Vermiculture

Introduction

Vermiculture is a branch deals with rearing and maintaining of earthworms for vermicompost preparation. Earthworms decompose waste organic materials and given out in a granular form which is known as vermicompost. It also includes cocoons and young stages of earthworms. It includes different organic waste material like crop residues, straws, leaves, animal waste, residues of green manuring crops, household waste material etc.

Generally there are 3200 species of earthworms are occurring in nature. Out of these Eisenia fetida and Eudrelis eugina are used for preparing vermicomposed.

Two methods are used for vermicompose preparation.

  • Heap method
  • Trench method

Benefits of vermiculture

  • The earthworms play a vital role in the entire process; in ploughing and fertilizing the soil and providing all the needed nutrition to the plants.
  • The earthworms have contributed to improve the soil structure, soil fertility, promote soil aggregation, encourage favorable soil reactions and enrich the nutrient status of the soil and in the process promoting the plant growth and improving the quality of the produce.
  • Earthworms churn the soil and make it porous.
  • They improve the soil by helping it achieve proper air, water and solids in the required ratio for maximum plant growth.
  • Earthworms improve the water infiltration rate. Its maze of tunnels increases the soil's ability to absorb water.
  • Earthworms bring up minerals and make plant nutrients more available.
  • Earthworms also neutralize soil pH. Analysis of earthworm castings or manure shows that the soil in the castings has neutral pH (7) regardless of whether the existing soil is above or below pH (7).
  • Earthworms compost plant residues.
  • Earthworms stimulate microbial population. Free-living nitrogen fixing bacteria are more numerous around the sides of the earthworm's burrows.

Steps to be followed for vermicompost preparation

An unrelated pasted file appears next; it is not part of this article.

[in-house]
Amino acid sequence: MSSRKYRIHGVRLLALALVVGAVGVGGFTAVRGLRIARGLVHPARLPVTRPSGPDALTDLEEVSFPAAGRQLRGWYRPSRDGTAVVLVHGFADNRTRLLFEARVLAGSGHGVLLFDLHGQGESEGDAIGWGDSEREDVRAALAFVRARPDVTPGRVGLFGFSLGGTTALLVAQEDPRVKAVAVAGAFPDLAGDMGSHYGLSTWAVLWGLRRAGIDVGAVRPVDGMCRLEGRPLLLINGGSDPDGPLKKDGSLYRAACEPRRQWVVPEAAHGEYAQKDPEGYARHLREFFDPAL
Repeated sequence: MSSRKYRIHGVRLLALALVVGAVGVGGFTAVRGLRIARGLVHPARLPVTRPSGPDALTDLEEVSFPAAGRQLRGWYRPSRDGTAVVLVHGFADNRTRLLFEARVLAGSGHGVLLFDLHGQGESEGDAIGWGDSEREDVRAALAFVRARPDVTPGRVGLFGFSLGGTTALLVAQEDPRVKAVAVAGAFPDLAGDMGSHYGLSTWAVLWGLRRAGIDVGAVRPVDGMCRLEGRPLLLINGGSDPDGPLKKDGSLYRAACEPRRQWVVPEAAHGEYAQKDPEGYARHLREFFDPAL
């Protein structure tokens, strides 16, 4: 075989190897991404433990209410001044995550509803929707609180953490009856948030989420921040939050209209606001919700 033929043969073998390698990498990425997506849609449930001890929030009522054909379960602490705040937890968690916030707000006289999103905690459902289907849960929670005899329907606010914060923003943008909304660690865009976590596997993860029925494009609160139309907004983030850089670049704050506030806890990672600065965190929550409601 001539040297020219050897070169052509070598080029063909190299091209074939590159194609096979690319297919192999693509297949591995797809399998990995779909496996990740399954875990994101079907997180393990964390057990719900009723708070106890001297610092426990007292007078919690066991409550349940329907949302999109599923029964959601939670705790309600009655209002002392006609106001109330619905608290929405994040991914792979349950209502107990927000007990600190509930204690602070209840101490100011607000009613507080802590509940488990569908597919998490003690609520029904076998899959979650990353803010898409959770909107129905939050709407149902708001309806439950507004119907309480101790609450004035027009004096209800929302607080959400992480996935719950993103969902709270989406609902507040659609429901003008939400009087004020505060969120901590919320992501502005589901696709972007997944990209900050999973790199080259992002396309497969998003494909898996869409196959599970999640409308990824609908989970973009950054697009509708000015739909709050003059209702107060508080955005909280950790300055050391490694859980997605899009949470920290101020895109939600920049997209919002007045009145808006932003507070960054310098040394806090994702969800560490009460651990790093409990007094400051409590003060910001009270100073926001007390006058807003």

• The basin of the tree itself can be used as a vermibed.
  • Vermicastings at the rate of about 5-10 kgs. Should be applied per tree depending on the size and age of the tree.
  • About 25 kgs. Of any farm yard manure (FYM) should be applied evenly on the top of the vermnicatings.
  • This is then mulched with organic litter. Slashed weeds available on the farm can be used for this purpose.
  • Watering can be done as per the regular applications itself, ensuring that proper moisture is maintained.
  • When all the above steps are followed, a conducive atmosphere is created for triggering the vermicastings and starting the vermiculture process.
  • Once the earthworms have the suitable environment for existence, they start consuming the organic matter and turning it into rich vermicompost.
  • This vermicompost is a bio-fertilizer enriched with beneficial soil micro-organisms.
  • The vermicastings are highly stable and do not disintegrate thus preventing soil erosion.
  • The vermicompost contains all the essential plant nutrients like N, P and K, thus eliminate usage of any further chemical inputs.

Vermicomposting using paddy straw

Vermicomposting is an appropriate technique for efficient recycling of animal wastes, crop residues and agro-industrial wastes. Paddy straw is a wide C: N (80:1) organic material, low in nitrogen and phosphorus but fairly rich in potassium. In conventional method of composting, paddy straw takes 6-8 months for decomposition resulting in a poor quality of compost. The process of conversion of organic materials into manure is chiefly microbiological and greatly influenced by the proportion of carbonaceous and nitrogenous materials present in organic wastes.

Microorganisms need carbon for cell structure formation and nitrogen for cellular protein synthesis. It was found that C: N ratio of 30:1 or lower for raw material was desirable for efficient composting. So, C: N ratio of organic materials poor in nitrogen should be made narrow by adding nitrogen in the form of any nitrogenous fertilizer to it for better decomposition. Superphosphate is generally added to fortify the phosphorous content of the compost.

Earthworm activities are important in adding faster decomposition process mainly done by microbial actions. An experiment was conducted in Orrisa taking red earthworm (Eisenia foetida) for the decomposition of paddy straw in presence of fertilizer sources to add N and P. Dried and chopped (3-4cm) paddy straw, after thorough mixing with fresh cowdung slurry was introduced into pots. Nitrogen in the form of calcium ammonium nitrate was applied to raise the N level of the straw to 2% N and phosphorus as single super phosphate to raise the total P2O5 content to 0.2%. Watering was done to pots to maintain the moisture content to 40-50%. After 2 week of preliminary decomposition, red earthworms were released at 10 adults per pot. The experimental results showed neutral reaction of the compost masses indicating their suitability for soil application. The straw decomposition was 91% by vermiculture in presence of fertilizer N & P which was greater than the control. The C:N ratio decreased to 10:1 due to earthworm activity alone and further decreased to 8:1 when inoculated in presence of N+P, showing better influence for the decomposition of a wide C:N ratio material like paddy straw. The earthworm population was increased by 16-20 times.


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